Tags: Tax | Cut | Survives | Democrat | Attack

Tax Cut Survives Democrat Attack

Tuesday, 15 May 2001 12:00 AM

The vote of 14 to 6 approved the plan to reduce taxes over the next 11 years - including a reduction in marginal income rates phased in over 10 years and a two-year stimulus package to help spur economic growth immediately.

The Senate will debate the tax cut Thursday, with a final vote scheduled for Monday.

The broad outline of the cut was determined in a recently passed budget agreement, while Chairman Charles Grassley, R-Iowa, and the ranking Democrat, Sen. Max Baucus, D-Mont., proffered the plan's specifics.

The cut won the votes of four key moderate Democrats - New Jersey's Sen. Robert Torricelli, Louisiana's Sen. John Breaux, Baucus and Arkansas' Sen. Blanche Lambert Lincoln. With the Democrats' ranks divided, it was not hard for Grassley to defeat each amendment that was offered.

Grassley opened the hearing - which included the participation of both parties' Senate leaders, Sen. Trent Lott, R-Miss., and Sen. Tom Daschle, D-S.D. - by lauding his own efforts to consider all points of view in developing the bill.

"Among this committee's 20 members, there were many opinions on what's important," he said. "In the end, no one got everything he or she wanted, including the chairman. But I think a lot of us got something we can support."

Grassley said the "chairman's mark" of the tax cut achieved diverse goals and a general rate reduction, and asked for the support of the panel's Democrats.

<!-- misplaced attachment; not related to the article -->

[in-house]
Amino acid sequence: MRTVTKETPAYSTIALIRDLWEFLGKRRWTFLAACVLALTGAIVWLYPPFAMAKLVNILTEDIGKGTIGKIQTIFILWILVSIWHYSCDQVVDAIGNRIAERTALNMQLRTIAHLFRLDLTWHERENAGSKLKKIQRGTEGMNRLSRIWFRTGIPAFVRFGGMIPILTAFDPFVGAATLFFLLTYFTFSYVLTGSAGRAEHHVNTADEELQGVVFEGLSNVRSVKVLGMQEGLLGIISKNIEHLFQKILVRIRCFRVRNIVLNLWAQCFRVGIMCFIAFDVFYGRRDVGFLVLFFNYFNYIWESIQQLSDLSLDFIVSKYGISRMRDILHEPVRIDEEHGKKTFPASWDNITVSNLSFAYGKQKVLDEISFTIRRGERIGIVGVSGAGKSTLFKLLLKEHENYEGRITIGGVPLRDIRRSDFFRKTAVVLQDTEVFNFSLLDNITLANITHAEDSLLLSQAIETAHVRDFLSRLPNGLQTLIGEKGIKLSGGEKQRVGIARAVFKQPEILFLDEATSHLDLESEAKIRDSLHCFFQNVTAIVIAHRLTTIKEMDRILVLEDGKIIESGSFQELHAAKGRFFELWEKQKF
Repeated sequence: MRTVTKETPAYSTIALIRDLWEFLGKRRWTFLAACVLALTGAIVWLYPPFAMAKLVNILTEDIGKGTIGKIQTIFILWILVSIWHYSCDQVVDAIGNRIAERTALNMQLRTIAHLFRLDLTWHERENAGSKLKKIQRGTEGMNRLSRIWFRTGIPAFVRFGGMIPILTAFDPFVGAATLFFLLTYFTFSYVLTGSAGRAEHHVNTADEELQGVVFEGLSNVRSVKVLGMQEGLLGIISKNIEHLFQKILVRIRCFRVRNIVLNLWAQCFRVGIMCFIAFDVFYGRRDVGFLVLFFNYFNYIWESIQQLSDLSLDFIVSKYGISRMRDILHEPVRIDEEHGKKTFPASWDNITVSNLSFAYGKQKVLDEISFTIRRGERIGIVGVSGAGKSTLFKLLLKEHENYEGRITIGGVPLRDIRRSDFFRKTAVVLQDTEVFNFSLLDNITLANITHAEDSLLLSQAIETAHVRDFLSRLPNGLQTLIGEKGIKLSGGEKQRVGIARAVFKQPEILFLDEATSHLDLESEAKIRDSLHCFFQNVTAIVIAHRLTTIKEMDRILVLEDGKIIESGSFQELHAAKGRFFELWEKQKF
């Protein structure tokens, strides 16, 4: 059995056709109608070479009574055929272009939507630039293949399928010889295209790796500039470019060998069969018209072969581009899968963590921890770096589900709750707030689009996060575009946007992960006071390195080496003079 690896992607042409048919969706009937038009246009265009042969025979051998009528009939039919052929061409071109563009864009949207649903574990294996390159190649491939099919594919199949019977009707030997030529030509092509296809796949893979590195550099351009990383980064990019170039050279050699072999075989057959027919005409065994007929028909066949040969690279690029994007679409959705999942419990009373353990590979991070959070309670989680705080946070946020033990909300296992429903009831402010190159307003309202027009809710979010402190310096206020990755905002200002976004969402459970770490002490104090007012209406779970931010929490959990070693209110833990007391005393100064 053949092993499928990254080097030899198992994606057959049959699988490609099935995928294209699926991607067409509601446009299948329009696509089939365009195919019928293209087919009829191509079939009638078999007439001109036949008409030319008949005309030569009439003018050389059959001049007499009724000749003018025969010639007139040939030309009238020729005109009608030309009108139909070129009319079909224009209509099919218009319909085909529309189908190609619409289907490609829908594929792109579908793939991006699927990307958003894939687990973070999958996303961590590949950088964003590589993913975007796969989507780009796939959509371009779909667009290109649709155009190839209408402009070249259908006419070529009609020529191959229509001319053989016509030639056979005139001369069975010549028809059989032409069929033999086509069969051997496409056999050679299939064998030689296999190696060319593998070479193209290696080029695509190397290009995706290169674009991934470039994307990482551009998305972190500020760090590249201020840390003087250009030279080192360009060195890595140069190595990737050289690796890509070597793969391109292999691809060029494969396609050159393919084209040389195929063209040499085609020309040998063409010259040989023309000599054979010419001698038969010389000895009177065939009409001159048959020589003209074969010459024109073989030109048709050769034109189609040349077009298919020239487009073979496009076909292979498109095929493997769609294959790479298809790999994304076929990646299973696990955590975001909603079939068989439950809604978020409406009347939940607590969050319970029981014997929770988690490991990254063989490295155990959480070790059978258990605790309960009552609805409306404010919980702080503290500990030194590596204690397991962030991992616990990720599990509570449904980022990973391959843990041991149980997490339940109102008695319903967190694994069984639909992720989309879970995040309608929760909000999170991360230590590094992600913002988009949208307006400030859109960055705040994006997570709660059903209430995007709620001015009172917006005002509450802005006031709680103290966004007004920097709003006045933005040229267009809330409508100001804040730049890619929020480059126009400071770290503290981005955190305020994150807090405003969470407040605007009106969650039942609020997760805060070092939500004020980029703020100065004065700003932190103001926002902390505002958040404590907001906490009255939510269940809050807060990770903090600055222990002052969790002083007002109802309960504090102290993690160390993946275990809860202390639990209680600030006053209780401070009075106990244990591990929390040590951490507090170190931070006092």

"This legislation includes individual tax cuts across the board, death tax relief, expanding the child credit, expanding the earned income credit, providing over $30 billion in education incentives and expanding pension protections," he said. "This bill will put a considerable amount of cash back in people's wallets nationwide.

The cut reduces the top income tax rate from 39.9 percent to 36 percent - not the 33 percent preferred by President Bush - and creates a new lowest rate for low-income households of 10 percent.

The 200 or so amendments that members of the committee proposed adding to the bill indicated that there was no total consensus on what the measure should do. In addition, several Democrats offered criticism of the timing, size and scope of the cuts.

Sen. Kent Conrad, D-N.D., agreed with liberal editorials that called the tax cut a "gross abdication of fiscal responsibility" and said the size of the cut would increase to $2.4 trillion before the decade was up.

"In the time of this tax cut," he claimed, "we will move from surpluses to deficits. This is fun, but not fiscally responsible … The tax cut is a monument to fiscal irresponsibility."

Copyright 2001 by United Press International.

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The vote of 14 to 6 approved the plan to reduce taxes over the next 11 years - including a reduction in marginal income rates phased in over 10 years and a two-year stimulus package to help spur economic growth immediately. The Senate will debate the tax cut Thursday, with...
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2001-00-15
Tuesday, 15 May 2001 12:00 AM
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